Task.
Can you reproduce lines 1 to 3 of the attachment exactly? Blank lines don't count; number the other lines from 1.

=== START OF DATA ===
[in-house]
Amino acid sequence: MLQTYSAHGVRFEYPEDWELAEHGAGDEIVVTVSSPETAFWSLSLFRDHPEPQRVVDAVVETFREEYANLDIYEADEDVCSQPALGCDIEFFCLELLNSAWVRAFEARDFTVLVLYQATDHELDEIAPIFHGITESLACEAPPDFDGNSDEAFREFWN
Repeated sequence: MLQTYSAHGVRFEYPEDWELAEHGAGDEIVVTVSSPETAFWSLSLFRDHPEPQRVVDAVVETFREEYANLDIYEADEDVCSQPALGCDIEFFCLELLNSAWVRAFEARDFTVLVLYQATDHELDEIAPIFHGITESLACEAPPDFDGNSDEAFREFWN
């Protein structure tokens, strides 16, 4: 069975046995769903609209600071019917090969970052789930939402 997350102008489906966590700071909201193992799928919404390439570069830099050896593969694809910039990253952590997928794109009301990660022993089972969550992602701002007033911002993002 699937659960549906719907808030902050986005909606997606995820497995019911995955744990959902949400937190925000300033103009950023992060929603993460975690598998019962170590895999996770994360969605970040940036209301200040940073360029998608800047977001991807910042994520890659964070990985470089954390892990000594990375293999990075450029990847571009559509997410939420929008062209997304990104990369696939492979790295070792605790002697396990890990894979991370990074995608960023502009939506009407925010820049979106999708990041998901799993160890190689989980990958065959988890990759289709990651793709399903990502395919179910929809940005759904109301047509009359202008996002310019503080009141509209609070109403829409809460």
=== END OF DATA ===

[in-house]
Amino acid sequence: MLQTYSAHGVRFEYPEDWELAEHGAGDEIVVTVSSPETAFWSLSLFRDHPEPQRVVDAVVETFREEYANLDIYEADEDVCSQPALGCDIEFFCLELLNSAWVRAFEARDFTVLVLYQATDHELDEIAPIFHGITESLACEAPPDFDGNSDEAFREFWN
Repeated sequence: MLQTYSAHGVRFEYPEDWELAEHGAGDEIVVTVSSPETAFWSLSLFRDHPEPQRVVDAVVETFREEYANLDIYEADEDVCSQPALGCDIEFFCLELLNSAWVRAFEARDFTVLVLYQATDHELDEIAPIFHGITESLACEAPPDFDGNSDEAFREFWN